A dive into Seattle’s municipal codes found nothing to suggest driving through an alley is illegal, but the code does outline limits on speed and parking and sets standards for rights of way.

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When nothing is going right, go left, so the saying goes.

Faced with gridlock on one side and a route that would lead him in the wrong direction on the other, Scott D. devised a solution to his traffic woes: He cuts through the alley between Fifth and Sixth avenues as he drives down Lenora Street downtown.

“I only do so slowly (under the 15 mph limit, closer to 5 mph), and only if the alley is otherwise clear,” Scott said.

Traffic Lab is a Seattle Times project that digs into the region’s thorny transportation issues, spotlights promising approaches to easing gridlock, and helps readers find the best ways to get around. It is funded with the help of community sponsors Alaska Airlines, CenturyLink, Kemper Development Co., NHL Seattle, PEMCO Mutual Insurance Company and Seattle Children’s hospital. Seattle Times editors and reporters operate independently of our funders and maintain editorial control over Traffic Lab content.

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Scott asked that his last name not be used, saying he’s received dirty looks from nearby parking attendants and didn’t want to out himself in case what he’s been doing is illegal.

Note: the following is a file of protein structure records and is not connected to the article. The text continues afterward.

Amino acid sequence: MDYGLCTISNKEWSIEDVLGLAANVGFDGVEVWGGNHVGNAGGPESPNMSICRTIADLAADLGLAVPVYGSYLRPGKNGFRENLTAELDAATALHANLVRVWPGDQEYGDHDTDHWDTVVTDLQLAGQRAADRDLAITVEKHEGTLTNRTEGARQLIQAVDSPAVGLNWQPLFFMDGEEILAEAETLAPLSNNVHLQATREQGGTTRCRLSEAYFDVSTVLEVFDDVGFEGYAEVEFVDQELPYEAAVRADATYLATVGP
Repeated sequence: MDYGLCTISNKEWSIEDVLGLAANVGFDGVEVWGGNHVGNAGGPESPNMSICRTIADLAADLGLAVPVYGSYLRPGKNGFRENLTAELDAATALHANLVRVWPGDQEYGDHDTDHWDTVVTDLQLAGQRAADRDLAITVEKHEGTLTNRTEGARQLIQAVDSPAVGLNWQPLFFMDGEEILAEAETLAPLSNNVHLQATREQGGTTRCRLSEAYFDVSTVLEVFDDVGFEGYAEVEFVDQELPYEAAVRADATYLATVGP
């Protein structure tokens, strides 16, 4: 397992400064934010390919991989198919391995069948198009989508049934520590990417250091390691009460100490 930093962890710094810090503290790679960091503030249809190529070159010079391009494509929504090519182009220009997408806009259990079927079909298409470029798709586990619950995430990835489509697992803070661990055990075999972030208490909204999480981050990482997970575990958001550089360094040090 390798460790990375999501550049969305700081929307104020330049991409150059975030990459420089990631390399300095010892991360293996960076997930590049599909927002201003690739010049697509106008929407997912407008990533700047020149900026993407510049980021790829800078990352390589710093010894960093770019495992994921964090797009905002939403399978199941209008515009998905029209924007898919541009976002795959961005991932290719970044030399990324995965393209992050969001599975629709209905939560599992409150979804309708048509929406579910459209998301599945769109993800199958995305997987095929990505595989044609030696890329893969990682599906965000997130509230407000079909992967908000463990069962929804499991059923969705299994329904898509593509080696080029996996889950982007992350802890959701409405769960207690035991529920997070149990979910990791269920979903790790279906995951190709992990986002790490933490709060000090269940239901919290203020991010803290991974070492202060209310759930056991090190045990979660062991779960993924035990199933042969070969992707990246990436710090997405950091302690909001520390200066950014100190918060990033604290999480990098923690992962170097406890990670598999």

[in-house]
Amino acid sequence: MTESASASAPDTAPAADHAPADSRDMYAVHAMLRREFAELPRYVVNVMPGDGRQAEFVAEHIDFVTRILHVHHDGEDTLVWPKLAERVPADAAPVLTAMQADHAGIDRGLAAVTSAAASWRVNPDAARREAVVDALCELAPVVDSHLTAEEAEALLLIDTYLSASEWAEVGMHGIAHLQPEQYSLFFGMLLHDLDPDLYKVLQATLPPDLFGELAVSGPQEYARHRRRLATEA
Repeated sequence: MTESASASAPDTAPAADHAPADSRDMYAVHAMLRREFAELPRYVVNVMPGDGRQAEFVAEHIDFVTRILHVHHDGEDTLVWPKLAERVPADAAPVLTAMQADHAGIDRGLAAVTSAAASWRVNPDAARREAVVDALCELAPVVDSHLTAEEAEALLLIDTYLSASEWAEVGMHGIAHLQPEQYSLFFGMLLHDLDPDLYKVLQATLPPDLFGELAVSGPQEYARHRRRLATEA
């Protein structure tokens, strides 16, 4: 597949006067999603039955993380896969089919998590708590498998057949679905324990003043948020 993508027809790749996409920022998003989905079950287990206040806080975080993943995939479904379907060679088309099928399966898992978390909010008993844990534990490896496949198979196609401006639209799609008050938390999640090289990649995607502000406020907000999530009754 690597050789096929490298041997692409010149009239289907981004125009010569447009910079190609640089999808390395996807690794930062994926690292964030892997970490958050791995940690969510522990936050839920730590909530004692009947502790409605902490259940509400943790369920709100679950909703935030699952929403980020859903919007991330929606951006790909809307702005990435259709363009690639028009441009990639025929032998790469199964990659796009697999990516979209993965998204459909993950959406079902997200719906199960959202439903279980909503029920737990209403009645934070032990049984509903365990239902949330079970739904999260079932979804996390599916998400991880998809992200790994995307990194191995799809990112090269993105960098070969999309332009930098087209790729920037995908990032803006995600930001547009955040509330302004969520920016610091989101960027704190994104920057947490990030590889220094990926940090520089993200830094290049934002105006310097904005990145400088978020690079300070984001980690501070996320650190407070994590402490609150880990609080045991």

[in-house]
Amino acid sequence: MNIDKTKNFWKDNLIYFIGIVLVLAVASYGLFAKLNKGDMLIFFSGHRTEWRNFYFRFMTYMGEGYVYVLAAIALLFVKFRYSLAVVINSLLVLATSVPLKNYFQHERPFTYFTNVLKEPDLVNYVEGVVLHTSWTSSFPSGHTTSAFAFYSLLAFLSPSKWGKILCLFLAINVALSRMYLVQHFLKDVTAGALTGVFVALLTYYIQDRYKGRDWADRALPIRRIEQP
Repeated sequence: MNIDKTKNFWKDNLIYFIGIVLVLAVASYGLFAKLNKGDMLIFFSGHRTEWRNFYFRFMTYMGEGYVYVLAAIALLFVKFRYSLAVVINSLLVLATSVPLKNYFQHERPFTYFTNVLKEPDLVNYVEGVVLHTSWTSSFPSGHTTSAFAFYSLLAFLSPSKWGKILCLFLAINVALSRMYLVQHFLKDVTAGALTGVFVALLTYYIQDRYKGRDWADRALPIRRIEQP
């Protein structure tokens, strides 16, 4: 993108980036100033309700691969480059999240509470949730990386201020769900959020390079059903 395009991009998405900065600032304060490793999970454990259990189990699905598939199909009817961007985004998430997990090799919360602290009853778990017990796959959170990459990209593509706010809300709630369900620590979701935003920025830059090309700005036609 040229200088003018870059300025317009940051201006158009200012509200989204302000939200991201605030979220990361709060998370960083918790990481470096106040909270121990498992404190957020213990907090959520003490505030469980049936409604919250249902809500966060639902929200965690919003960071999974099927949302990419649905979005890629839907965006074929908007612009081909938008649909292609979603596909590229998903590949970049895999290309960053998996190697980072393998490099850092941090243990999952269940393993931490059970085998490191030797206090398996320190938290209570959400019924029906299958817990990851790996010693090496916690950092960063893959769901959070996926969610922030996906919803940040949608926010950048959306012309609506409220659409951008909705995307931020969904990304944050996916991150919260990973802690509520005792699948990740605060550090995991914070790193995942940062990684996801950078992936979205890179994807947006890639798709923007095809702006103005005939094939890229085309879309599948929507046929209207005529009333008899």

“On a bad day, one block can take 25 minutes,” Scott said. “I can save 10 minutes of time when I go through an alley.”

Still, he wants to be sure he’s following the rules, so he wrote to Traffic Lab for some advice.

“Am I in the clear on this?” he asked.

The short answer? “Yes, it is legal to drive through alleys unless signed otherwise,” said Karen Westing, a city spokeswoman.

It is also legal to walk through alleys unless signed otherwise, Westing said.

A dive into Seattle’s municipal codes also found nothing to suggest driving through an alley is illegal, but the code does outline limits on speed and parking, and sets standards for rights of way.

The Seattle City Council in 1979 defined alleys as a “highway not designed for general travel” and “primarily used as means of access” to the rear of homes, apartment buildings and businesses.

Alleys are prioritized for commercial or service-vehicle access, and authorized emergency vehicles. City code prohibits anyone from stopping, standing or parking a vehicle within an alley in a way that would block access to adjacent property. There is no set limit of time for how long you can park in an alley, but only commercial vehicles with a permit may park there, Westing said.

The maximum speed permitted in an alley is 15 mph.

In a 2010 Seattle Times story, a former city traffic engineer said all alleys in the city allow for two-way travel, unless they are marked with “One Way” or “Do Not Enter” signs. Those markings may be posted for alleys with heavy traffic, those used by oversized vehicles or those that are too narrow for two-way driving.

When emerging from an alley, drivers are supposed to yield the right of way to any pedestrian, bicyclist or car when entering into the adjacent roadway. In Bellevue, any vehicle exiting an alley must first stop and yield to pedestrians, bicyclists and all other vehicles.

The Seattle Department of Transportation in 2015 partnered with other city agencies to create “vibrant new spaces” by sprucing up alleys in the International District and Pioneer Square. New brick pavers were added and the stormwater-drainage systems were updated. The space has held musical performances and artist displays.

A celebration for the completion of the Nord Alley and Pioneer Passage projects was held Thursday.